On Friday, the US Dollar Index (DXY) measured against a basket of six major currencies on an average, had reported its largest intra-session gain in more than three weeks, as a strong US nonfarm payrolls report released earlier in the day had driven Treasury bond yields higher while stoking possibilities of a tapering of fiscal support for the economy.
In point of fact, earlier in the day, the US Labour Department’s closely observed US nonfarm payrolls data had revealed that US employers had added 943,000 jobs in July and data for May and June were revised higher, as US unemployment rate fell to a 16-month low of 5.4 per cent from a 5.9 per cent in June, building up a solid case for the US Federal Reserve to ease off its $120 billion monthly bond repurchase program.
On top of that, a stronger-than-anticipated growth in US nonfarm payrolls came forth a day after the US Fed’s Kaplan was quoted saying that the US Central Bank should begin to ease fiscal support for the economy as quickly as possible, echoing earlier remarks from the US Treasury Secretary Janet Yellen, galvanizing a Dollar-buying spree.
US Dollar gains after US nonfarm payrolls beat estimate
Citing statistics, in the day’s FX market round off, the US Dollar Index (DXY) gained 0.56 per cent to 92.74, hitting its highest level in roughly three weeks, while the bloc’s common currency Euro, shared among 19 euro zone member states, took a tattering header of 0.62 per cent to wrap up the day at $1.1760 against its American counterpart.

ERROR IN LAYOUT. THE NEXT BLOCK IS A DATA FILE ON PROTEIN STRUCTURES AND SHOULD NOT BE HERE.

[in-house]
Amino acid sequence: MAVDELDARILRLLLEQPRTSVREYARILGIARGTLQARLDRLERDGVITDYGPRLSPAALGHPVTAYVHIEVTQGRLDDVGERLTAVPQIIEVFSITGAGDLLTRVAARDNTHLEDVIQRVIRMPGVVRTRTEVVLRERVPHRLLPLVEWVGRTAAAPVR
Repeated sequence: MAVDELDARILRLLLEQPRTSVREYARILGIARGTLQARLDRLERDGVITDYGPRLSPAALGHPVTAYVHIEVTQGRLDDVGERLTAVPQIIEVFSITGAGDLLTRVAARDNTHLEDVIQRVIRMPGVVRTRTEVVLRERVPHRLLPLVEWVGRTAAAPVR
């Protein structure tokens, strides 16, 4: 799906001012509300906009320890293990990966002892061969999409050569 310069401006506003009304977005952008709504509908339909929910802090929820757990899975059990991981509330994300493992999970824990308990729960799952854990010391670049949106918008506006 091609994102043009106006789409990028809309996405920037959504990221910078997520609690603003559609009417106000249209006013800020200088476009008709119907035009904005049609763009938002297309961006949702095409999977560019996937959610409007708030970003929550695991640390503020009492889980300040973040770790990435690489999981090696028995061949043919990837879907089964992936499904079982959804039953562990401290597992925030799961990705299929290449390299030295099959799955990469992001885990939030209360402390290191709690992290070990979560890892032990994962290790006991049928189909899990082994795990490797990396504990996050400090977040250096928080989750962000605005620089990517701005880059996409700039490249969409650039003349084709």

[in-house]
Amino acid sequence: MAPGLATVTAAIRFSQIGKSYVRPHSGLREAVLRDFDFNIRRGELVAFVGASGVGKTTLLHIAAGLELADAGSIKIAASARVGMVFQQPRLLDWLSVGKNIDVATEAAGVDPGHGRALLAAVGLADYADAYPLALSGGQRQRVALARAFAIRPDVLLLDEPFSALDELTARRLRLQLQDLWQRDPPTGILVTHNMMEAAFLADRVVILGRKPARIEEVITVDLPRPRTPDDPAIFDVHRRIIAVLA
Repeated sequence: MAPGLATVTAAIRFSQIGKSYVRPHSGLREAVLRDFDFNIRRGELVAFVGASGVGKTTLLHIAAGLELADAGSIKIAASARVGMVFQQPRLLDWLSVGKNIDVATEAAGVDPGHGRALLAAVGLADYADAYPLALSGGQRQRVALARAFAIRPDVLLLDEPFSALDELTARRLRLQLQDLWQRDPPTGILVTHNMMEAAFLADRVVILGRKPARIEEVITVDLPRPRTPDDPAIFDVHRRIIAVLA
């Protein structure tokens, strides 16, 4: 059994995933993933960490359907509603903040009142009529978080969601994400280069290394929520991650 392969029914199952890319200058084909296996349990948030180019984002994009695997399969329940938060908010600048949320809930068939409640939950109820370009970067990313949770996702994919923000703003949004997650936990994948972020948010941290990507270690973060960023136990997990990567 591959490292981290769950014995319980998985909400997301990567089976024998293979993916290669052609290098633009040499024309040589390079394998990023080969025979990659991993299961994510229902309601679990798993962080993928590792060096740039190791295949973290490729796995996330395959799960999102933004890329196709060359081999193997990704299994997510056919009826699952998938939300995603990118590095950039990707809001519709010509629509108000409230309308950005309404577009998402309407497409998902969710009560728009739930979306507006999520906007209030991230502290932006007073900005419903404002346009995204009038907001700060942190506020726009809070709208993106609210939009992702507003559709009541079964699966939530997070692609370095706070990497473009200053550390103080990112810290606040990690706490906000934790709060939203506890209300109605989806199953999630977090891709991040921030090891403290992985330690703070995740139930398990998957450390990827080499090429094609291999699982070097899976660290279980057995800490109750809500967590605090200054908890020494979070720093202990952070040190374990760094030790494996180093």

Besides, the British Pound shed 0.38 per cent to $1.3876, while the Aussies lost 0.71 per cent to $0.7351 and the kiwis dropped 0.62 per cent to $0.7010 against the greenback. On top of that, the safe-haven Japanese yen had shrugged off 0.40 per cent to 110.21 yen per Dollar, while Swiss Franc was slumped as much as 0.90 per cent against its American peer to $0.9149.
On the week, the US Dollar Index (DXY) gained 0.67 per cent. US 10-year Treasury bond notes were last trading at 1.29 per cent on late-afternoon US session. Meanwhile, adding that further upswings in US Dollar might be highly unlikely until any major policy changes from the US Federal Reserve, a senior analyst at fxstreet, Joseph Trevisani said, “The Fed is pumping far more money into the U.S. economy and, by diffusion, to the rest of the world than anybody else”.